I have a friend who makes anything look good. She has a way of putting things together, whether it’s pairing a fun summer outfit with a bright shade of lipstick, or a room full of eclectic furniture with a one-of-a-kind piece of art. Comfortable in her own skin and confident in her own style, she isn’t afraid to speak her mind or laugh too loud.

I thank God for the beauty I see in her.

I have another friend who is a natural connector. She knows everybody’s name and important bits of their stories. I always find myself right at home no matter what we’re discussing. She is such a good listener, because she listens for all the right reasons.

I thank God for the beauty I see in her.

I have a friend with a magnetic personality. People are drawn to her because she is funny, truthful, and a blast to be around. But when she talks about Jesus, there’s something that draws you in further, makes you want to know Jesus the way she knows Him.

I thank God for the beauty I see in her.

My other friend is a prayer warrior. When she bows her head and opens her mouth, the most eloquent, powerful Spirit-led prayers emerge. She approaches the throne of grace with boldness and awe. She shows up and offers her gift willingly and confidently.

I thank God for the beauty I see in her.

I could go on and on about the beauty I see in the women all around me, but I picked these few because I am so very different than each of them. And it is ok. God really did plan it that way!

Gratitude can turn any threat into encouragement.

I don’t throw big elaborate parties, because I’ve had to let go of the Pinterest perfection that doesn’t exist in the first place. Big parties stress me out, and I always end up yelling at my kids on their birthdays. One on one conversations with my people is where I excel.

I am not an athlete, but my mind is always working, processing, noticing. Pale shades and neutrals hang in my closet and cover my home. They calm my soul and remind my prone-to-striving heart to rest instead.

I don’t know everybody’s name or everyone’s story. I have a few close friendships, because my close friendships are for life. God made me a quiet introvert, but He gave me a voice, too.

God has gifted me with ways to serve, and He has given me a unique purpose within the body of Christ. The same is true of you. Whoever you are and wherever you are. You are needed and you are valuable to the kingdom of God.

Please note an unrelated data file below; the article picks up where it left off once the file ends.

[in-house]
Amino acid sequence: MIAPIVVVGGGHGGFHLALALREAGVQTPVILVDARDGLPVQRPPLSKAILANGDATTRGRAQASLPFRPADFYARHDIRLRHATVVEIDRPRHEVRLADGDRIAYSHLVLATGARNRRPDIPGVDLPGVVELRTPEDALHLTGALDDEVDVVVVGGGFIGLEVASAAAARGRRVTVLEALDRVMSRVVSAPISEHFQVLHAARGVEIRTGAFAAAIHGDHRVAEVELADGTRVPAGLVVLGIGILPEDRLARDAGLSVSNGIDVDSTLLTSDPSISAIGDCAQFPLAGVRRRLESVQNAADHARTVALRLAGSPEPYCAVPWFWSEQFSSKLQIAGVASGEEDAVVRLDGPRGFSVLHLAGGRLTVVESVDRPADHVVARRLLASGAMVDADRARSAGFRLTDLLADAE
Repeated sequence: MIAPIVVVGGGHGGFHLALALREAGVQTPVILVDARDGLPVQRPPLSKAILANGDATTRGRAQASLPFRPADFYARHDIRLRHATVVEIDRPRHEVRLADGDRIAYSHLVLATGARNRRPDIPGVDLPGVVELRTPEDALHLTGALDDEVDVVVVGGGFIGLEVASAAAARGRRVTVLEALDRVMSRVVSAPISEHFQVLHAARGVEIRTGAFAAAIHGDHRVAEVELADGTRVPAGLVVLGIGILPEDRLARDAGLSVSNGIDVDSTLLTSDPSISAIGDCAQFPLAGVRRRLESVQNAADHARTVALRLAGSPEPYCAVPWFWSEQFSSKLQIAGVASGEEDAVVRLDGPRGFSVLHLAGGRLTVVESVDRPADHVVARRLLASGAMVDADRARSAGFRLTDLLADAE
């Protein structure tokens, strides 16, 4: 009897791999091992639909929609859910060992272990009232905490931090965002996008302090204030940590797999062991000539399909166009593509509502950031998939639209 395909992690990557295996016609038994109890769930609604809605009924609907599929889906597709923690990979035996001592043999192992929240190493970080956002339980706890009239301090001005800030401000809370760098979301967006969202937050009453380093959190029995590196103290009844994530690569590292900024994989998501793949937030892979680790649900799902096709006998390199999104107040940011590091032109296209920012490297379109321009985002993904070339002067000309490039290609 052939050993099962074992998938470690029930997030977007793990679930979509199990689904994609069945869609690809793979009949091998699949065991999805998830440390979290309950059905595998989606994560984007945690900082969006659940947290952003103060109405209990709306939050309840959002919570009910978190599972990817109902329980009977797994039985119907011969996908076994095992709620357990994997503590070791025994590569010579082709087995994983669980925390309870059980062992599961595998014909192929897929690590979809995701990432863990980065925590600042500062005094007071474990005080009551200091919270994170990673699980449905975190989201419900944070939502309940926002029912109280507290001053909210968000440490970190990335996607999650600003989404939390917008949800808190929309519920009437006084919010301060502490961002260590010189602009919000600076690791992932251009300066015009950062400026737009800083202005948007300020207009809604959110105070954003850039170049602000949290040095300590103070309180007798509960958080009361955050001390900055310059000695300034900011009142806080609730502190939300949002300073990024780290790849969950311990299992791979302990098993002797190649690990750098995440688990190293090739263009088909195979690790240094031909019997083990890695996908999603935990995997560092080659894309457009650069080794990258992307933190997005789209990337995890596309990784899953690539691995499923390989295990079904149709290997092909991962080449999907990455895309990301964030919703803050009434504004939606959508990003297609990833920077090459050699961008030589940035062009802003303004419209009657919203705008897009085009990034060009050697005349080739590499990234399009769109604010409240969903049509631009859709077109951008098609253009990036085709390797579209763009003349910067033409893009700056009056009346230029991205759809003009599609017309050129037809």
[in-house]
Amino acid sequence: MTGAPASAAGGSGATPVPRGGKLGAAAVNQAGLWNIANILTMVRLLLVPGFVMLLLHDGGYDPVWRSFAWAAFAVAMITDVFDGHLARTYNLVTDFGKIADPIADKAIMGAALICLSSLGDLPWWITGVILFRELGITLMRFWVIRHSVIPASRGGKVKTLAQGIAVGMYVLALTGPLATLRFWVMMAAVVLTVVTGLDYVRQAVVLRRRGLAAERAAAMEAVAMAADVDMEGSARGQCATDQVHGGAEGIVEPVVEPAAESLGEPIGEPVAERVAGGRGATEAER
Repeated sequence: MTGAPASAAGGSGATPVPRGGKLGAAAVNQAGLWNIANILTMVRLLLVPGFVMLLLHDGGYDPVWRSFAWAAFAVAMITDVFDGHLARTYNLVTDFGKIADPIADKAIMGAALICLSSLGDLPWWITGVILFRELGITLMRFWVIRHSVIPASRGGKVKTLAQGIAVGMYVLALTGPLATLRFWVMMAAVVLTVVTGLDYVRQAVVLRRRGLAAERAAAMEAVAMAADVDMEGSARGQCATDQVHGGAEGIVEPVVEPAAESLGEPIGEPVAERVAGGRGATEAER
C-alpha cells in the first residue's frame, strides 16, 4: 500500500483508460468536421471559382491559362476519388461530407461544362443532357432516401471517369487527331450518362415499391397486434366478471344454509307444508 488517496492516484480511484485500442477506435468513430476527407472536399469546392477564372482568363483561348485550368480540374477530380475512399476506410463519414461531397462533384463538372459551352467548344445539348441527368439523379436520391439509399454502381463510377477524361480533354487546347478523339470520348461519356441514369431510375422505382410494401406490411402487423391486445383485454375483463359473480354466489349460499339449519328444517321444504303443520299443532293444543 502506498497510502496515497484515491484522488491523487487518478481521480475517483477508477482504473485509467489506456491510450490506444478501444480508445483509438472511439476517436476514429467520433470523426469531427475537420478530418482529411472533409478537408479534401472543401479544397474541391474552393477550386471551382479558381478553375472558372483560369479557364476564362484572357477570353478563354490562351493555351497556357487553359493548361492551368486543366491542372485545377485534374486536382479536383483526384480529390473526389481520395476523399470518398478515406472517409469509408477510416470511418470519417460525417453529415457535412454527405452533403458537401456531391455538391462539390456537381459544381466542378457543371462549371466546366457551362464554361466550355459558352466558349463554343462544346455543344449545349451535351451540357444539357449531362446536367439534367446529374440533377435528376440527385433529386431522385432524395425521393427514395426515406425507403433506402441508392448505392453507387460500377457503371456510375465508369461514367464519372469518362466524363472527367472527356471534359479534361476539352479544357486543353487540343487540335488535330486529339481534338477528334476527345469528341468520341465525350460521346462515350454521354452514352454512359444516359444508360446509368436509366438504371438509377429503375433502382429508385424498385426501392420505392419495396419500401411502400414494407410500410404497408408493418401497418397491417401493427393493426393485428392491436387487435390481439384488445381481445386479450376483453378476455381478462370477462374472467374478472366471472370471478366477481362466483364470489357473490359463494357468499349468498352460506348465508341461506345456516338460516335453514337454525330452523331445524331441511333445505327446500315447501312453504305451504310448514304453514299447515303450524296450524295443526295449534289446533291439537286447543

There are women in your life, too, I imagine, that are so very different from you. Friends. Sisters. Maybe you view them as competition, or maybe you believe that noticing their beauty means you need to become more like them.

The only One we’re called to be like is Jesus. No one else.

Beauty begins with you being you.

At one point, I hit a wall with comparison in my life. I asked God how to stop comparing myself to other women, because I knew my thoughts about myself were not honoring Him. Do you know what He said to me?

Quit.

That’s it. Just one little word. Four letters. Q.U.I.T. I kept listening, waiting for more. I wanted a detailed action plan that better fit this monumental struggle in my life, but that was all He said.

If you want to stop comparing yourself, then quit. Just stop. 

God asked me to leave a way of thinking. He revealed how unhealthy this habit was. God encouraged me to give up trying to be someone I’m not. He led me away from a false view of myself, so I could discover who He created me to be.

God invited me to just be me.

I struggled at first to admit that comparison was my hidden addiction, destructive for me and harmful for my relationships. Some days I still wrestle with how to be me, the real me.

I know I’m not alone in this fight, because my relationships aren’t the only ones that threaten the kingdom of darkness. My only defense against comparison for so many years was striving. Try harder, do better, be someone else. Striving only left me wounded.

Gratitude is a much more effective defense against comparison. Give God thanks for the beauty you see today.

Jesus loves you,

Kelly

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Destined for Hard Times

Nothing prepared me for this. I mean nothing. I had seen flat, two-dimensional pictures, sure. My mind held a handful of facts, all amazing, but some things in life must be experienced in person for a deeper meaning to take root. My trip with my husband to Muir Woods this spring was one of them.

Muir Woods

It was only our first day of vacation, so we were still easing into that slow, unrushed pace. Distraction had not yet been fully chased away by rest. The fresh California air was helping, though.